Good to great.

That's been a pet phrase Nigel Hayes has used during his career at Wisconsin, a career that has included three years, two Final Four appearances, and one entertaining press conference after another.

Whether he's crashing weddings, dressing up as a ninja for Halloween, or driving to the rim for a two-hand jam, Hayes is always entertaining. The silly side Hayes has doesn't mean that he lacks a drive to improve – the 21-year-old from Toledo, Ohio, has developed from a freshman who played 663 minutes to the leader of a team that began the season ranked in the top 25 in the country.

"He has worked extremely hard when no one is looking," former Wisconsin coach Bo Ryan says. "The people in arena, €”they know that Nigel has been in the gym, more than most. It's no accident he has put himself in the position he has."

Hayes is excellent on the offensive end of the court, with range out to the 3-point line that complements a bevy of post moves that help him get buckets near the rim. The swing offense Bo Ryan implemented at Wisconsin benefits Hayes, who can set a screen and flare out to the wing for a 3-point attempt or duck into the post, spin past his defender and flip the ball off the glass for two points.

Hayes is one of the best players in the country at getting to the free throw line, having attempted 170 free throws in 21 games this season, good for twelfth in the nation. He’s shooting 74 percent when he gets to the line, and he has a free throw rate (the number of free throw attempts per field goal attempt) of 64.6 percent – for comparison sake, Danilo Gallinari leads the Nuggets in free throw rate this season with a rate of 58.6 percent.

How does Hayes get to the free throw line so much? He's got these freaking pterodactyl wings for arms, with a 7-foot-4-inch wingspan to complement his 6-foot-8-inch frame. Hayes is stacked, and uses his strong frame to get his shoulders into defenders, seek out contact, and finish while drawing a foul.

His perimeter touch isn’t elite for his position, but he does project to be about a 34 percent 3-point shooter in the NBA, which is enough of a threat for teams to respect him on the perimeter. As a comparison, Chris Bosh, Draymond Green and Paul Millsap all shoot around that same rate on 3-point attempts for their career. He’ll often put his head down and go hard to the rim, forcing shots when there are open players on the perimeter. It’s hard to fault a guy for attempting layups when he can go from just inside the 3-point line to the basket in one dribble though.

One of the things I like most about Hayes is his post-game. He has a nice set of finesse moves around the hoop, using his length and agility to create space. He hasn't been able to score as easily on bigger, NBA-sized defenders at power forward, but it is something he has been trying to do in his junior season. He also keeps his head up, and can whip the ball out of the post to shooters on the perimeter.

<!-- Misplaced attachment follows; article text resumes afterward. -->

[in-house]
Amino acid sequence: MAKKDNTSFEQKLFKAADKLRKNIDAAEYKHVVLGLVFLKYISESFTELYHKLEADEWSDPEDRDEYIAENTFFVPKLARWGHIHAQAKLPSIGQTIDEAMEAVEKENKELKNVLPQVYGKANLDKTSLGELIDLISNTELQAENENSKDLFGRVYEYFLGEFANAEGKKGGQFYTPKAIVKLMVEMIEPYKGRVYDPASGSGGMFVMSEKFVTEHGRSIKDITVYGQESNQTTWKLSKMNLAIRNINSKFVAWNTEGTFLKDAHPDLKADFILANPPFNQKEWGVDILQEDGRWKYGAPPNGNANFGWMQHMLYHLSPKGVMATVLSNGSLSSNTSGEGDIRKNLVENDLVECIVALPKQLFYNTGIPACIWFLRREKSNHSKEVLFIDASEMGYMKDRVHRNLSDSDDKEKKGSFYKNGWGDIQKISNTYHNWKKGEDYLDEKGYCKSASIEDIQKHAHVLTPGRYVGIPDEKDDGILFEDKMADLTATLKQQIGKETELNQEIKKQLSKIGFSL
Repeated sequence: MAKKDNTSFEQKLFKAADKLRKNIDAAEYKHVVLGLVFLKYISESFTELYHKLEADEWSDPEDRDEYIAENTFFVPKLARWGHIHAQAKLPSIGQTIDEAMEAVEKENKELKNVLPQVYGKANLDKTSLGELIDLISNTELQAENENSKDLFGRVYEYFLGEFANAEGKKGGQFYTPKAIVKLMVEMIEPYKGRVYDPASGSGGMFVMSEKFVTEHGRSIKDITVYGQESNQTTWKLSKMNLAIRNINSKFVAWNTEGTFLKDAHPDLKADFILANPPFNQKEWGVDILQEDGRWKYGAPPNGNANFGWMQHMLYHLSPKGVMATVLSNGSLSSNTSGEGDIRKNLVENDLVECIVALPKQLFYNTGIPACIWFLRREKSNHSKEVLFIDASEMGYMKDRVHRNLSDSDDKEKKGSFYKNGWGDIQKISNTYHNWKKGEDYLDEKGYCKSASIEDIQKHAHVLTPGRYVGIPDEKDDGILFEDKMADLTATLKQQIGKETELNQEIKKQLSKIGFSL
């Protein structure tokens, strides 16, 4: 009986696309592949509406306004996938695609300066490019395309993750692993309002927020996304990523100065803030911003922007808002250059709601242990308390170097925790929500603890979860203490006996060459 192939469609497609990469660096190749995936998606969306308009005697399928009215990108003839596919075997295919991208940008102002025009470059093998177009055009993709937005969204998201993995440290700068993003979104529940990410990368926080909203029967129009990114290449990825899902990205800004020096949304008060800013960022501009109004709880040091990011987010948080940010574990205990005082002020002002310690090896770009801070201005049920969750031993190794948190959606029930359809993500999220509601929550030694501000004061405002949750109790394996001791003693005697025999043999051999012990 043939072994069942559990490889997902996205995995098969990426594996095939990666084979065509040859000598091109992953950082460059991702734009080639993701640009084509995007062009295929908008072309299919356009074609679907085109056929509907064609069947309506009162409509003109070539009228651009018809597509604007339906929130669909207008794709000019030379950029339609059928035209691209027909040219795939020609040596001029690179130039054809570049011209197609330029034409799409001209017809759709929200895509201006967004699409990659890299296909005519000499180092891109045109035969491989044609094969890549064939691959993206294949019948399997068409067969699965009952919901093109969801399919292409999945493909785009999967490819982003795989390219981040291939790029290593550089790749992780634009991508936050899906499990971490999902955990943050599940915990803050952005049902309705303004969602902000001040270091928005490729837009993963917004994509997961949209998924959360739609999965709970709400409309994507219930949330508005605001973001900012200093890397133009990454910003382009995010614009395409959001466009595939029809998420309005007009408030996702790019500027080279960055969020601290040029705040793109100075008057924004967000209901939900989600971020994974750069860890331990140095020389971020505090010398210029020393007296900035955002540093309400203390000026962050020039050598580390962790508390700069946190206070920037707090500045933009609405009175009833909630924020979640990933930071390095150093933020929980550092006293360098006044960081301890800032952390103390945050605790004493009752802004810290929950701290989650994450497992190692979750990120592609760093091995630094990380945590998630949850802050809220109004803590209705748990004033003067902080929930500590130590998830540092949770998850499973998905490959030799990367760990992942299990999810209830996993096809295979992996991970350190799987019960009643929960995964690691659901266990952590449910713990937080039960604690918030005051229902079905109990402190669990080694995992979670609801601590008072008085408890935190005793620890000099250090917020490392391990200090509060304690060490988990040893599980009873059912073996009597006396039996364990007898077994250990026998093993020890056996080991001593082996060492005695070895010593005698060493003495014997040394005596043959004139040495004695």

Another thing that stands out when watching Hayes is his perimeter defense. The Badgers haven't been going to the Final Four while sloughing on the defensive end, and Hayes has been a big part of that. He uses his wingspan to get steals, and has a 12-game stretch with at least one steal already this year. A lot of tweeners can't play after college because they can't keep up with wings and can't stand up to power forwards – Hayes has the athleticism to keep up with wings at least.

Hayes does struggle with turnovers at times, especially when putting the ball on the floor from perimeter. It's an area of his game that he has acknowledged he needs to work on, as smaller wing defenders will poke at the ball when he begins his dribble instead of choosing to let him drive into the paint.

He also struggles to rebound against bigger players, especially when he has to switch on defense. Part of that may be due to playing with a talented center like Kaminsky for two years, and his role in the defense however. Watch what Thomas Bryant, the Indiana Hoosiers 6-foot-10-inch, 245 lbs. center does to Hayes in this play. Bryant sits down on Hayes, is able to easily grab the offensive rebound, and quickly rises back up for an uncontested dunk.

If the Nuggets have a first round pick in the 20s come draft day, and Hayes has improved his physicality the remainder of the season, he is a player that they should consider adding to their team. He’s not a super-young prospect at power forward, but the Nuggets do have some positional depth at power forward, especially if Darrell Arthur opts in to the second year of his current contract.

Denver can play Kenneth Faried, Arthur, Gallinari, and even Wilson Chandler (next season) at power forward at times, meaning Hayes would not immediately be pressed into action. That would allow him to work on his jump shot in practice against NBA-size, as well as get gym time with the energetic Steve Hess, who would gladly send Hayes on some stadium stairs over at Red Rocks to get those legs stronger.

The Nuggets have already seen how effective a 6-foot-9-inch, 240 pound power forward (Darrell Arthur's measurements) can be in their scheme. In a league where finding power forwards that can defend the perimeter, stretch the floor, handle the ball and rebound are becoming more and more valuable (Bosh, Millsap, Green), the Nuggets shouldn't be afraid to take a chance on a player that has shown those types of skills in college.

One thing is for certain with Hayes – he's going to do all he can to go from good to great, no matter what team he winds up playing for.

Do you even lift bro? #washboard

A photo posted by @nigel_hayes on

Other Stiffs Prospects to Watch

Grayson Allen

Caris LeVert

Demetrius Jackson

Jamal Murray

Buddy Hield

Ivan Rabb

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